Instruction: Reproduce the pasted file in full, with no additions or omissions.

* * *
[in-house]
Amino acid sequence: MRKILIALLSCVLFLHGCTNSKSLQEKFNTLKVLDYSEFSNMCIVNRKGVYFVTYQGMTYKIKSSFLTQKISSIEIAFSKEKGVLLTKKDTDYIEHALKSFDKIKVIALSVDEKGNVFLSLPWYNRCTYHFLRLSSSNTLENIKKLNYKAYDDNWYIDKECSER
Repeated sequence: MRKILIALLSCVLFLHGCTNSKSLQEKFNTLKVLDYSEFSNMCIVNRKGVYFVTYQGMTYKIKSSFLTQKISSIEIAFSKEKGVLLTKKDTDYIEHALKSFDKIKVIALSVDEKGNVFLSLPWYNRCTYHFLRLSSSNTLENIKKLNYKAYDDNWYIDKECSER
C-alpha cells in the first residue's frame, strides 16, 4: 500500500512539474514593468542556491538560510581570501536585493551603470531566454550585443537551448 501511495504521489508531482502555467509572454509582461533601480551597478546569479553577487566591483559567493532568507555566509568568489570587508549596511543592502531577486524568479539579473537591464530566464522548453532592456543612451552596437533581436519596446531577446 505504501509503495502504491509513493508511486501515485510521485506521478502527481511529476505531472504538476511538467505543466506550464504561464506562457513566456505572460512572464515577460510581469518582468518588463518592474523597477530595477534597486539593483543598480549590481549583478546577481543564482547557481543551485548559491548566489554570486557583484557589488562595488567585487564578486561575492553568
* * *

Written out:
[in-house]
Amino acid sequence: MRKILIALLSCVLFLHGCTNSKSLQEKFNTLKVLDYSEFSNMCIVNRKGVYFVTYQGMTYKIKSSFLTQKISSIEIAFSKEKGVLLTKKDTDYIEHALKSFDKIKVIALSVDEKGNVFLSLPWYNRCTYHFLRLSSSNTLENIKKLNYKAYDDNWYIDKECSER
Repeated sequence: MRKILIALLSCVLFLHGCTNSKSLQEKFNTLKVLDYSEFSNMCIVNRKGVYFVTYQGMTYKIKSSFLTQKISSIEIAFSKEKGVLLTKKDTDYIEHALKSFDKIKVIALSVDEKGNVFLSLPWYNRCTYHFLRLSSSNTLENIKKLNYKAYDDNWYIDKECSER
C-alpha cells in the first residue's frame, strides 16, 4: 500500500512539474514593468542556491538560510581570501536585493551603470531566454550585443537551448 501511495504521489508531482502555467509572454509582461533601480551597478546569479553577487566591483559567493532568507555566509568568489570587508549596511543592502531577486524568479539579473537591464530566464522548453532592456543612451552596437533581436519596446531577446 505504501509503495502504491509513493508511486501515485510521485506521478502527481511529476505531472504538476511538467505543466506550464504561464506562457513566456505572460512572464515577460510581469518582468518588463518592474523597477530595477534597486539593483543598480549590481549583478546577481543564482547557481543551485548559491548566489554570486557583484557589488562595488567585487564578486561575492553568